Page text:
There’s something magical about the bond that tear gas brings. You instantly become friendlier and start talking with everyone. All walls vanish and you’re all friends all of a sudden, driven by a common goal.Yes, ultimately electoral reform, but at that moment- to get away from the tear gas! Come to think of it, perhaps assembling all BN component parties in PWTC and gassing them silly could solve the answer to their internal conflict, but I digress. Anyway,here we met a few activists who came in from Sarawak- Election Watch. We smelt tear gas again and had to get moving. We looked for a way to rejoin the main group, but failed , as all roads were cordoned off by cops and we were basically, alone.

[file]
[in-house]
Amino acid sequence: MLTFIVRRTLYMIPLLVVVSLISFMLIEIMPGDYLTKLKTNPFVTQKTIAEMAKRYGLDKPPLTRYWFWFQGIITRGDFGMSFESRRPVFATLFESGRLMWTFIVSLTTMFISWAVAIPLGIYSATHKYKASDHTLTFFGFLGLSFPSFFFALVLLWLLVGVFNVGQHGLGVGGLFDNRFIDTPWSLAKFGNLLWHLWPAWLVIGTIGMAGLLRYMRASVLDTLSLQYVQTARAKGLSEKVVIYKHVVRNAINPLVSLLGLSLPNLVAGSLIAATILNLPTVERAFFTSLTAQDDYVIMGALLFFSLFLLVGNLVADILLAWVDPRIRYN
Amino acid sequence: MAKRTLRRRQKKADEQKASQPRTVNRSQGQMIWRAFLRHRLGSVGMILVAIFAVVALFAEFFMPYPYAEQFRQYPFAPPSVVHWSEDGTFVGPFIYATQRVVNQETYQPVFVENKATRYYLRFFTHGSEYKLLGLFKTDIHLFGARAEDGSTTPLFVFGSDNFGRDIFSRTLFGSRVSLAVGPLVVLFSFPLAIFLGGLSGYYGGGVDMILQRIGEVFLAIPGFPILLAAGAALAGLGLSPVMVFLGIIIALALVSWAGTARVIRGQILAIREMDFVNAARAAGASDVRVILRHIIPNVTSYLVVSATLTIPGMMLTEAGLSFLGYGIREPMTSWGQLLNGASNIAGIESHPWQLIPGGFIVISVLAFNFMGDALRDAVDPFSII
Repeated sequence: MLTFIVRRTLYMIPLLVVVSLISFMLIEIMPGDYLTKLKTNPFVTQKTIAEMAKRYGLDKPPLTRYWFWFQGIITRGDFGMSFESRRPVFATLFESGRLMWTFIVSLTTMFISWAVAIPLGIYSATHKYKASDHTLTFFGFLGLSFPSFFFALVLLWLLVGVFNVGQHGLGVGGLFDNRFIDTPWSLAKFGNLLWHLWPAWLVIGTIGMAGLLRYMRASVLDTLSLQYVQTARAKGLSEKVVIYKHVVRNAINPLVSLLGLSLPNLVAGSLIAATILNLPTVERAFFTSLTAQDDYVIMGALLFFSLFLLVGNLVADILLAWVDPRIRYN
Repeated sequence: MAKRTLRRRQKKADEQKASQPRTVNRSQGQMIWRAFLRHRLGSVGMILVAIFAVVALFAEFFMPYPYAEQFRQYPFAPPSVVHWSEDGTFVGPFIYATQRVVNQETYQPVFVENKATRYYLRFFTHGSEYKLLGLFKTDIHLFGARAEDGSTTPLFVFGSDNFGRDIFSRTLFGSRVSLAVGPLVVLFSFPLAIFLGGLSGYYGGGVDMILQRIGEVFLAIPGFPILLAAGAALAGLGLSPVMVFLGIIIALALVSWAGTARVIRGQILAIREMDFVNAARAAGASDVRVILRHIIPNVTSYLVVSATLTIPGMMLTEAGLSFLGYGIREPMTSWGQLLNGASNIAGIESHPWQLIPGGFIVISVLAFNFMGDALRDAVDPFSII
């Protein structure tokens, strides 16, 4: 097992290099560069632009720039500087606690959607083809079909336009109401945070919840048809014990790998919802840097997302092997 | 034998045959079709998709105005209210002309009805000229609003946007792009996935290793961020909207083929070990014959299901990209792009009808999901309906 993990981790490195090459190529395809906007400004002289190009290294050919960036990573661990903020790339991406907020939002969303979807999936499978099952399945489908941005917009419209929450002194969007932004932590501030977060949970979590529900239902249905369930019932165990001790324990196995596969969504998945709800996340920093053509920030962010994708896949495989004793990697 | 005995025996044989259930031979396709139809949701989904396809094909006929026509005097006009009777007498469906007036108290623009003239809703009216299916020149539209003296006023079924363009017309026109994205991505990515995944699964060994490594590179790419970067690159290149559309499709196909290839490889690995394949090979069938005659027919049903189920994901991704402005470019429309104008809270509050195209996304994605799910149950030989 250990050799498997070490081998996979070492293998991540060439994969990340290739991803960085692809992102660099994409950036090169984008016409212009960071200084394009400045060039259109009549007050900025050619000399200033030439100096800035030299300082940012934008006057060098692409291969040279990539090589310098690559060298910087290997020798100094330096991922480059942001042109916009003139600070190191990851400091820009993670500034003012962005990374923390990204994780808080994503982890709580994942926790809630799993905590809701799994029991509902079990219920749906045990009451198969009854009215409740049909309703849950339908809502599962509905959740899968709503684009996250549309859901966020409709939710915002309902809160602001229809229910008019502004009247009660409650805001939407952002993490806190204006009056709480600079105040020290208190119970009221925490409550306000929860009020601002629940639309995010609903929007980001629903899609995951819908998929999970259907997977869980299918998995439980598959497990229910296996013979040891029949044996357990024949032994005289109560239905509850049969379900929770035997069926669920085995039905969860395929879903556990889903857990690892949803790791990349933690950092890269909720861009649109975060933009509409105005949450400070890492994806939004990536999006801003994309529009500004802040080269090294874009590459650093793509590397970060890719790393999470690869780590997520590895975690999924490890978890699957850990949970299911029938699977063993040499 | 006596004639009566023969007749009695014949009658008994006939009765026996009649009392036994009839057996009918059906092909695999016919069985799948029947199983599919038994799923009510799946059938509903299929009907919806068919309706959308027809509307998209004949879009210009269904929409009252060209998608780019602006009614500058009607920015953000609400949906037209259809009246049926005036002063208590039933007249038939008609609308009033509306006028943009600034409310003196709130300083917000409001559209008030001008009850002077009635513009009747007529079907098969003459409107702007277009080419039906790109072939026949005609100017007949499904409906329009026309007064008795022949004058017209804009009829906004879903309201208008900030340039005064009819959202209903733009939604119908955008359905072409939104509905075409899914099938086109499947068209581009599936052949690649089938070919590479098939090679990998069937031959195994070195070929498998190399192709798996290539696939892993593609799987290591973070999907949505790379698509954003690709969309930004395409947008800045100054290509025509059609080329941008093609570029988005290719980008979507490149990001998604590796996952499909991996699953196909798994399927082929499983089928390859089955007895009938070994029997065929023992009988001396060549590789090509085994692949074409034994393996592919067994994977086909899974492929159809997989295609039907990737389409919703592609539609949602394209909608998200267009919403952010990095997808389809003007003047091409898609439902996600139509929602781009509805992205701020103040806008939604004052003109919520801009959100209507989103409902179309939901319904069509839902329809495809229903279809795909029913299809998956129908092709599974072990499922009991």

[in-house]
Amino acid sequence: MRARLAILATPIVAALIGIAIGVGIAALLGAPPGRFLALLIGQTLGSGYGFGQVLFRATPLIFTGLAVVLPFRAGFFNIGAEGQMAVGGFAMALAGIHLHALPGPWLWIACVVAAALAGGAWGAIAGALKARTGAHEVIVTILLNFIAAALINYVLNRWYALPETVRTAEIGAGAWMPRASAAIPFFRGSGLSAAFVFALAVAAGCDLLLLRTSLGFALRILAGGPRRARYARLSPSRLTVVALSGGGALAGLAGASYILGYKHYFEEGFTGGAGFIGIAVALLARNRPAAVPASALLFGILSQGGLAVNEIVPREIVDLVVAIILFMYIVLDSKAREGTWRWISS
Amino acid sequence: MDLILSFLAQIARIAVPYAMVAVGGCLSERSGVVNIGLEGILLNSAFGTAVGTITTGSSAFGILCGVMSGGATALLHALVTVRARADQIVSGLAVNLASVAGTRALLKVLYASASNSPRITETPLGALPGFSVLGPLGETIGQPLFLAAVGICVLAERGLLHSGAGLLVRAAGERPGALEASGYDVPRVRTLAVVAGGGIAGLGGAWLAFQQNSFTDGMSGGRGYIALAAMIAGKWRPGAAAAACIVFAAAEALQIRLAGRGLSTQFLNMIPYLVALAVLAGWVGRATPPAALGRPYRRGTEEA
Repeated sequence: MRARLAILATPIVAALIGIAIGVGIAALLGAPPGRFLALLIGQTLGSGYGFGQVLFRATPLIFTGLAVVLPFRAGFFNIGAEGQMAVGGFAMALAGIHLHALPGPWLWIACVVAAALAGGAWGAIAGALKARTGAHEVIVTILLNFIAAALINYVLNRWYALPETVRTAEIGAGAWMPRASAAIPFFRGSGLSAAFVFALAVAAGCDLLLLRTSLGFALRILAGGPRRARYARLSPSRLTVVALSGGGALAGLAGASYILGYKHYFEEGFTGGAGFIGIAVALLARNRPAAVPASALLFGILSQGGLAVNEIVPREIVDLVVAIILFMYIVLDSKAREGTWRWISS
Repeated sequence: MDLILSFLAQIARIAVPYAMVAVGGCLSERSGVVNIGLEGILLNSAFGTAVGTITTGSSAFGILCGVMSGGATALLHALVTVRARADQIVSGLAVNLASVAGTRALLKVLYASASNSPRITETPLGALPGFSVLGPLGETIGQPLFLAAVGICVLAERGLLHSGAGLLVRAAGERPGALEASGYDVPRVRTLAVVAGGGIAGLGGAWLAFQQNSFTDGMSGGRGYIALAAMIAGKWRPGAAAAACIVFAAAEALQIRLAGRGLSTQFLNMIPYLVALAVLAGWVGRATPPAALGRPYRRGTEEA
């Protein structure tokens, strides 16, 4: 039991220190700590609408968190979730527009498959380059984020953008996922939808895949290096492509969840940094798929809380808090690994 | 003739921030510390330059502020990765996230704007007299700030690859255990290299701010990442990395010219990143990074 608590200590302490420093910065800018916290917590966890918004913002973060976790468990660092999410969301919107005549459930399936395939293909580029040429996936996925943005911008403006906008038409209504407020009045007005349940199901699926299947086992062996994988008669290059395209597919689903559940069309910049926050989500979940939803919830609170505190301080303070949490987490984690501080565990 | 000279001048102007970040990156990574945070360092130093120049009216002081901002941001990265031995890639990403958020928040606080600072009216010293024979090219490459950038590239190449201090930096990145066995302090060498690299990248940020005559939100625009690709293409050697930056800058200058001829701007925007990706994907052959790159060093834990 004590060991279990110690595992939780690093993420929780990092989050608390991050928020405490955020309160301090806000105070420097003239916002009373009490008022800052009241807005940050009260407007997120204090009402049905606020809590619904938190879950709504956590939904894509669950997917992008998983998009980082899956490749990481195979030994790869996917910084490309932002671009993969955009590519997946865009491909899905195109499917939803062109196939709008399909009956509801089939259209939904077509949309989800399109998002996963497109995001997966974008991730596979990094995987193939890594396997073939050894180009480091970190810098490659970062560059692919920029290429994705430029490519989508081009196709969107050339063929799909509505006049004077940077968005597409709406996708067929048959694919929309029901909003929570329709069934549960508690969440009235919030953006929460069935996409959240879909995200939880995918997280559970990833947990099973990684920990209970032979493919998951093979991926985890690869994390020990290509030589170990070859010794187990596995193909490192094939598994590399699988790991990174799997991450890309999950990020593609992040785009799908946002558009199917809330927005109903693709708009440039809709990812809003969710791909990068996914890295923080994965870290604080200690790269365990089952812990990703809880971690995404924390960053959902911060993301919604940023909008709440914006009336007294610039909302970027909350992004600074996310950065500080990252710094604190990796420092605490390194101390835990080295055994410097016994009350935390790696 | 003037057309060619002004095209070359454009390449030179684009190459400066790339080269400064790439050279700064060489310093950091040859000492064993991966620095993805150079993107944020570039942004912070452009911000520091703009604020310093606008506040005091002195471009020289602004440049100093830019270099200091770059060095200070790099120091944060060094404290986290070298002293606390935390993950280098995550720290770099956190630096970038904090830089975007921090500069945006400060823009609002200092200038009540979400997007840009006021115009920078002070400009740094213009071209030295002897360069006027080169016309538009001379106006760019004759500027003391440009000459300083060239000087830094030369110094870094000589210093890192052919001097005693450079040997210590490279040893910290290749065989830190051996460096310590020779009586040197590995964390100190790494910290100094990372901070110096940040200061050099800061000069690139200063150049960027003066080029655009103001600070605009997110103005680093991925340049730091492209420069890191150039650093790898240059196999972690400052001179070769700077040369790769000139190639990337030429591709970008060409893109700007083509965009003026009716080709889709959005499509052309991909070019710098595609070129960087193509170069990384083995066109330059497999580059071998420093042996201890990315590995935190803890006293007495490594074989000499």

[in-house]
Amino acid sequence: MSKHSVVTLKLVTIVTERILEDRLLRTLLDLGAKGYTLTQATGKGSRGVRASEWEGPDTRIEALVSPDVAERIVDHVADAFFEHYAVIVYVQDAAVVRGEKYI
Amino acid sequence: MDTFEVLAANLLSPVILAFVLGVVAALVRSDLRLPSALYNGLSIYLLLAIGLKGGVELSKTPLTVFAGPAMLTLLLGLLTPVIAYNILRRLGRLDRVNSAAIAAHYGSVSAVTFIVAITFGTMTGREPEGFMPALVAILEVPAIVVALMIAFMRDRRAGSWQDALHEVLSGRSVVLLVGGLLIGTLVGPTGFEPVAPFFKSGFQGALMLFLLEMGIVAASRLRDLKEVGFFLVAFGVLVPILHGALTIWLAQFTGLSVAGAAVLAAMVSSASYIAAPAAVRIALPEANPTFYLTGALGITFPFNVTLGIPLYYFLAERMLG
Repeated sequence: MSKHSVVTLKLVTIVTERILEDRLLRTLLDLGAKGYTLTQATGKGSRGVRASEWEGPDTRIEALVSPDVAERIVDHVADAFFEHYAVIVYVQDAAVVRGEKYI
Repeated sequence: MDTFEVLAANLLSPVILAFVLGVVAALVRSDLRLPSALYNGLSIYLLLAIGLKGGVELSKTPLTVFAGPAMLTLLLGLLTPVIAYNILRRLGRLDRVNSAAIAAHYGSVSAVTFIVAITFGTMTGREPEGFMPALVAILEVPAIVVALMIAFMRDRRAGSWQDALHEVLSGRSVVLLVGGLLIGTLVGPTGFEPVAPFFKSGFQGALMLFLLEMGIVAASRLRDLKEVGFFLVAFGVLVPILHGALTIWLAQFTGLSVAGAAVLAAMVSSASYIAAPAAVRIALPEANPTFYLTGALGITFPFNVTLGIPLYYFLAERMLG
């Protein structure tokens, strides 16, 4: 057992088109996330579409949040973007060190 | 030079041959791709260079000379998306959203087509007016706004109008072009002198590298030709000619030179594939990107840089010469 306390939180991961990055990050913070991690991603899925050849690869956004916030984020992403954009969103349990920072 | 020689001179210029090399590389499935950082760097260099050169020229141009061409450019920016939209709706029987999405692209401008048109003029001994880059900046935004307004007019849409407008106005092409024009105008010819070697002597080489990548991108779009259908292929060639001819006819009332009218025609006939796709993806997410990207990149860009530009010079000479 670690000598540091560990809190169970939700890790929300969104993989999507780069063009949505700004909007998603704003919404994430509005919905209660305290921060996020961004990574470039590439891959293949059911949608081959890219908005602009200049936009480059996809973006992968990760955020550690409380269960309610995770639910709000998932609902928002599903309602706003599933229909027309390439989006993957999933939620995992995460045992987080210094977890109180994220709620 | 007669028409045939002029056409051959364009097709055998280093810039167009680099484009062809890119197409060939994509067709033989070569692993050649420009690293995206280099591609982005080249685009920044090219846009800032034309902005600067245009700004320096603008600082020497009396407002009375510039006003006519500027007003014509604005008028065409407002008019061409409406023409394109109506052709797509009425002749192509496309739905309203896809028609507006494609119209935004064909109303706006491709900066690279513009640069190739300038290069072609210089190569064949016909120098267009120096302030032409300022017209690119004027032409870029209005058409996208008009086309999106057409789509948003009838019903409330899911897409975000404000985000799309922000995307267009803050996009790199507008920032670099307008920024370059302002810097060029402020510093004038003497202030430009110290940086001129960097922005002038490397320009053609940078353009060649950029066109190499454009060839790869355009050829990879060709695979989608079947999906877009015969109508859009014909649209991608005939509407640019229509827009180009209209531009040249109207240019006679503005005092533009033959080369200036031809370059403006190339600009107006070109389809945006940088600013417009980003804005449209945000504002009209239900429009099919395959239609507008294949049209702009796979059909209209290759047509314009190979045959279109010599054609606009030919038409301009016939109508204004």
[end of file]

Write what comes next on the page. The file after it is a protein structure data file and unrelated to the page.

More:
We explored the back alleys and lorongs looking for a way to rejoin the crowd only to have police meet us at every angle. Frustrated, we decided to try and grab a monorail to Maharajalela and walk to the Stadium from there, as ultimately, everybody was trying to get there. As we somehow managed to sneak into Raja Chulan, we rejoined a smallish crowd of people, at least for a few seconds before FRU trucks rolled in and we smelt tear gas again.We were chased like stray dogs again down Raja Chulan,from both directions- one side from Jalan Pudu, the other from God-knows-where.. The crowd that were trying to call out to us to join them seconds ago ran helter-skelter down Chulan, P Ramlee while we ran into the open parking lot bordering the Bukit Nenas Forest reserve.